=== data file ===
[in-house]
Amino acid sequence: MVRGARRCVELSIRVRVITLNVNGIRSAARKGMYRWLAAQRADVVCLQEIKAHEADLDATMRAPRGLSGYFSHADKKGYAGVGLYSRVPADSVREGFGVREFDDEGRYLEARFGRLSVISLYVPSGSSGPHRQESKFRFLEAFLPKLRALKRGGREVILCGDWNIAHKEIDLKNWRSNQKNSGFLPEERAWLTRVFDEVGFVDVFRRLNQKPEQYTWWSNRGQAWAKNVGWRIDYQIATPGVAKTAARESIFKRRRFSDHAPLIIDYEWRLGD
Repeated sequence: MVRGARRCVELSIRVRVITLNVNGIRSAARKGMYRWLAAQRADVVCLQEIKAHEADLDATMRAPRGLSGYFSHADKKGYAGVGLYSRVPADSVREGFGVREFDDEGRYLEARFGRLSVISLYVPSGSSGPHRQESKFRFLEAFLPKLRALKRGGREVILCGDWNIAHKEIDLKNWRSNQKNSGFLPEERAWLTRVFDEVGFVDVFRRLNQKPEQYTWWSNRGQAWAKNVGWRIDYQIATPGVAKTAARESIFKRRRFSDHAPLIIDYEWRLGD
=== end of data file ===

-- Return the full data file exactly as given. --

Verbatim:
[in-house]
Amino acid sequence: MVRGARRCVELSIRVRVITLNVNGIRSAARKGMYRWLAAQRADVVCLQEIKAHEADLDATMRAPRGLSGYFSHADKKGYAGVGLYSRVPADSVREGFGVREFDDEGRYLEARFGRLSVISLYVPSGSSGPHRQESKFRFLEAFLPKLRALKRGGREVILCGDWNIAHKEIDLKNWRSNQKNSGFLPEERAWLTRVFDEVGFVDVFRRLNQKPEQYTWWSNRGQAWAKNVGWRIDYQIATPGVAKTAARESIFKRRRFSDHAPLIIDYEWRLGD
Repeated sequence: MVRGARRCVELSIRVRVITLNVNGIRSAARKGMYRWLAAQRADVVCLQEIKAHEADLDATMRAPRGLSGYFSHADKKGYAGVGLYSRVPADSVREGFGVREFDDEGRYLEARFGRLSVISLYVPSGSSGPHRQESKFRFLEAFLPKLRALKRGGREVILCGDWNIAHKEIDLKNWRSNQKNSGFLPEERAWLTRVFDEVGFVDVFRRLNQKPEQYTWWSNRGQAWAKNVGWRIDYQIATPGVAKTAARESIFKRRRFSDHAPLIIDYEWRLGD